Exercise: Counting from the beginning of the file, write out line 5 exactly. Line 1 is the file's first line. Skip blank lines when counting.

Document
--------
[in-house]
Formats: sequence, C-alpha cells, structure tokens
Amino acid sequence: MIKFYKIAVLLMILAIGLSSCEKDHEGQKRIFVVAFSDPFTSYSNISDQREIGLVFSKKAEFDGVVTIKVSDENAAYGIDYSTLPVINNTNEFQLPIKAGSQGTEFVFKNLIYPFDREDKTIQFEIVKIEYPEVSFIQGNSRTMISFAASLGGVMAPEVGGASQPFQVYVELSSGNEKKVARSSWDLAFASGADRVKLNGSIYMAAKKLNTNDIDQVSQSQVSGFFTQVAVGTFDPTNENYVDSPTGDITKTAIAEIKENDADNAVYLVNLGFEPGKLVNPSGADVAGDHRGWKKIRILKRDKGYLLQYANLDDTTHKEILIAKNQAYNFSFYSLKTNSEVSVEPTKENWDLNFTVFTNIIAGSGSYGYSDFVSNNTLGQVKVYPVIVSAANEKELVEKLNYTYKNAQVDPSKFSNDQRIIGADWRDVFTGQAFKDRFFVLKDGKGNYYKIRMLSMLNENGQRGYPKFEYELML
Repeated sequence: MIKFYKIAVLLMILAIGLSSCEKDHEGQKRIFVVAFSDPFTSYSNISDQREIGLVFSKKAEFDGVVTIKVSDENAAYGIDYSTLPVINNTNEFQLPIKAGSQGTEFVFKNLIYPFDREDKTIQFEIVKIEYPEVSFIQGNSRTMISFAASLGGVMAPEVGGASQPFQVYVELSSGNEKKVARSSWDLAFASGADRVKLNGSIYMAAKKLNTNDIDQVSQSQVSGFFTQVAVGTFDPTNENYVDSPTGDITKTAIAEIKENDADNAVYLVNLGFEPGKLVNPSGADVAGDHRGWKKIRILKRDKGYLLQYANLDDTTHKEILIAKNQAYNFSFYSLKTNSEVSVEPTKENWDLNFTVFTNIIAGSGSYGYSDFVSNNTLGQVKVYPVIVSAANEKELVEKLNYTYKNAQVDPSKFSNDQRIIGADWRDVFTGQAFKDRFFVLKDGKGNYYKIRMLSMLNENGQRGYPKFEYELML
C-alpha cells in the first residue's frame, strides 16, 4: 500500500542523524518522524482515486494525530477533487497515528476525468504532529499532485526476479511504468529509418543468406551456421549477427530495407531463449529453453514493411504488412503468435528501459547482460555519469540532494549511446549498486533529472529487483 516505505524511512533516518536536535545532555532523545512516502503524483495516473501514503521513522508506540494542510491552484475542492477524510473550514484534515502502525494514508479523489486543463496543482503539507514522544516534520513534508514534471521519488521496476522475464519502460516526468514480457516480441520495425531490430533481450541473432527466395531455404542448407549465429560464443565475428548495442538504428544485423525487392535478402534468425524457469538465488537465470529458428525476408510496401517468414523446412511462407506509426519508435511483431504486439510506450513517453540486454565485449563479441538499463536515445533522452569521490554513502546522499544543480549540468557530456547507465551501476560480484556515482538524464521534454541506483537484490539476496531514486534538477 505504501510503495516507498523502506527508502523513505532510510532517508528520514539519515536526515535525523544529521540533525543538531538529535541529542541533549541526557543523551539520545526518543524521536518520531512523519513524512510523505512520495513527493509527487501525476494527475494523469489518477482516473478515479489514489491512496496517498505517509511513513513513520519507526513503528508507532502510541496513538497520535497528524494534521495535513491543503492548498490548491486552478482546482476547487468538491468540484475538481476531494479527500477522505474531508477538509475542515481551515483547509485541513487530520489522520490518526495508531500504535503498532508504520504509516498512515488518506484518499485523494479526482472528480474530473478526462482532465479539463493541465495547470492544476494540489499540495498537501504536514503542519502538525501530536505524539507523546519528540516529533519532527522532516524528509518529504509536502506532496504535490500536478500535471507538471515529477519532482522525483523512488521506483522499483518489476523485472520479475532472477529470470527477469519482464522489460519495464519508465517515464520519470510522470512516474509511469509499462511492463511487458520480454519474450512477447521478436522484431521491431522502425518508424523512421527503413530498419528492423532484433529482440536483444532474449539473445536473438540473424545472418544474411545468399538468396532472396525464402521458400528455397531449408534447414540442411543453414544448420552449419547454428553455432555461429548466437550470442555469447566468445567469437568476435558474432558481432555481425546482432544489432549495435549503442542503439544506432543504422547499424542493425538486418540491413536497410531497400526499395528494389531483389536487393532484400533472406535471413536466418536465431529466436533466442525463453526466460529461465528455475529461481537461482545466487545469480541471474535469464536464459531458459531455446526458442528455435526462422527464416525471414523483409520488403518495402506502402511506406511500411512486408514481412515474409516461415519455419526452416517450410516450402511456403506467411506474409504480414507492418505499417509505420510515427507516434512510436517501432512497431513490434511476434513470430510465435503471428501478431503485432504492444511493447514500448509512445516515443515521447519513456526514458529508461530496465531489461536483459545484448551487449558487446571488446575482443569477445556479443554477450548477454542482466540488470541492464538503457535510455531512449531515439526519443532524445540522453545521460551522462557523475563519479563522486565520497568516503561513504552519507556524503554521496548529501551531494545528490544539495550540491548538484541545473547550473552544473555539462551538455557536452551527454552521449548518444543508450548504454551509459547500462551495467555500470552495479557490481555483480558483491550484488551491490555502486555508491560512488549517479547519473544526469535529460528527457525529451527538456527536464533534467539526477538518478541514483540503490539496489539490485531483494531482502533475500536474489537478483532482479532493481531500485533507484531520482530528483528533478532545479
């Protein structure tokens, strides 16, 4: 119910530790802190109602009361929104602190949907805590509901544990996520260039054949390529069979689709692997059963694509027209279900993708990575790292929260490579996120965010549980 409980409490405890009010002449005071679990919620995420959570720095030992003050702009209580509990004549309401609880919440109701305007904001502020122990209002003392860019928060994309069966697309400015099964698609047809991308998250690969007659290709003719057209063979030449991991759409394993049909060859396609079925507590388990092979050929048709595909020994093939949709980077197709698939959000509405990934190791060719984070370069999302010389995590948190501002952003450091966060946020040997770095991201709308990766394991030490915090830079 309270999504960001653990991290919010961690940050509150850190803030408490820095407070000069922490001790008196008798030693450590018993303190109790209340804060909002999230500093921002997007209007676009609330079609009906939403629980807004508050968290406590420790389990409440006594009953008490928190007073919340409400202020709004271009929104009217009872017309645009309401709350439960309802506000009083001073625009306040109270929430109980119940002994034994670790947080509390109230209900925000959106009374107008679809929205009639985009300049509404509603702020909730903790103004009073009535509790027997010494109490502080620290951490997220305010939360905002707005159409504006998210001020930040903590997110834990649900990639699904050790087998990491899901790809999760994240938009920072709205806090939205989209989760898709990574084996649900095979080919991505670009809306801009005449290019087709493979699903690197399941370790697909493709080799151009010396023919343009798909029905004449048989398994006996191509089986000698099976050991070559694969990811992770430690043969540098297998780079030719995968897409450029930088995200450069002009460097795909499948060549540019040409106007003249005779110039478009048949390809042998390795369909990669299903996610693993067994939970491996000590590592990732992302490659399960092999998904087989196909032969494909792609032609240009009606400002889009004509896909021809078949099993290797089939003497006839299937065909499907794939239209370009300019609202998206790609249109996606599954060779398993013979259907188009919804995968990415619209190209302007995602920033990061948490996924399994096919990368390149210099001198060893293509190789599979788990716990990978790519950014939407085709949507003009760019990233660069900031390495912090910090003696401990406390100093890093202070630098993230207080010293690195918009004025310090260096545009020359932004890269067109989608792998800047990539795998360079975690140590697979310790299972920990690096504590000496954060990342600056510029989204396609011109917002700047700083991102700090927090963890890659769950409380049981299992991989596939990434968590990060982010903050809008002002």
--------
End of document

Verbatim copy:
C-alpha cells in the first residue's frame, strides 16, 4: 500500500542523524518522524482515486494525530477533487497515528476525468504532529499532485526476479511504468529509418543468406551456421549477427530495407531463449529453453514493411504488412503468435528501459547482460555519469540532494549511446549498486533529472529487483 516505505524511512533516518536536535545532555532523545512516502503524483495516473501514503521513522508506540494542510491552484475542492477524510473550514484534515502502525494514508479523489486543463496543482503539507514522544516534520513534508514534471521519488521496476522475464519502460516526468514480457516480441520495425531490430533481450541473432527466395531455404542448407549465429560464443565475428548495442538504428544485423525487392535478402534468425524457469538465488537465470529458428525476408510496401517468414523446412511462407506509426519508435511483431504486439510506450513517453540486454565485449563479441538499463536515445533522452569521490554513502546522499544543480549540468557530456547507465551501476560480484556515482538524464521534454541506483537484490539476496531514486534538477 505504501510503495516507498523502506527508502523513505532510510532517508528520514539519515536526515535525523544529521540533525543538531538529535541529542541533549541526557543523551539520545526518543524521536518520531512523519513524512510523505512520495513527493509527487501525476494527475494523469489518477482516473478515479489514489491512496496517498505517509511513513513513520519507526513503528508507532502510541496513538497520535497528524494534521495535513491543503492548498490548491486552478482546482476547487468538491468540484475538481476531494479527500477522505474531508477538509475542515481551515483547509485541513487530520489522520490518526495508531500504535503498532508504520504509516498512515488518506484518499485523494479526482472528480474530473478526462482532465479539463493541465495547470492544476494540489499540495498537501504536514503542519502538525501530536505524539507523546519528540516529533519532527522532516524528509518529504509536502506532496504535490500536478500535471507538471515529477519532482522525483523512488521506483522499483518489476523485472520479475532472477529470470527477469519482464522489460519495464519508465517515464520519470510522470512516474509511469509499462511492463511487458520480454519474450512477447521478436522484431521491431522502425518508424523512421527503413530498419528492423532484433529482440536483444532474449539473445536473438540473424545472418544474411545468399538468396532472396525464402521458400528455397531449408534447414540442411543453414544448420552449419547454428553455432555461429548466437550470442555469447566468445567469437568476435558474432558481432555481425546482432544489432549495435549503442542503439544506432543504422547499424542493425538486418540491413536497410531497400526499395528494389531483389536487393532484400533472406535471413536466418536465431529466436533466442525463453526466460529461465528455475529461481537461482545466487545469480541471474535469464536464459531458459531455446526458442528455435526462422527464416525471414523483409520488403518495402506502402511506406511500411512486408514481412515474409516461415519455419526452416517450410516450402511456403506467411506474409504480414507492418505499417509505420510515427507516434512510436517501432512497431513490434511476434513470430510465435503471428501478431503485432504492444511493447514500448509512445516515443515521447519513456526514458529508461530496465531489461536483459545484448551487449558487446571488446575482443569477445556479443554477450548477454542482466540488470541492464538503457535510455531512449531515439526519443532524445540522453545521460551522462557523475563519479563522486565520497568516503561513504552519507556524503554521496548529501551531494545528490544539495550540491548538484541545473547550473552544473555539462551538455557536452551527454552521449548518444543508450548504454551509459547500462551495467555500470552495479557490481555483480558483491550484488551491490555502486555508491560512488549517479547519473544526469535529460528527457525529451527538456527536464533534467539526477538518478541514483540503490539496489539490485531483494531482502533475500536474489537478483532482479532493481531500485533507484531520482530528483528533478532545479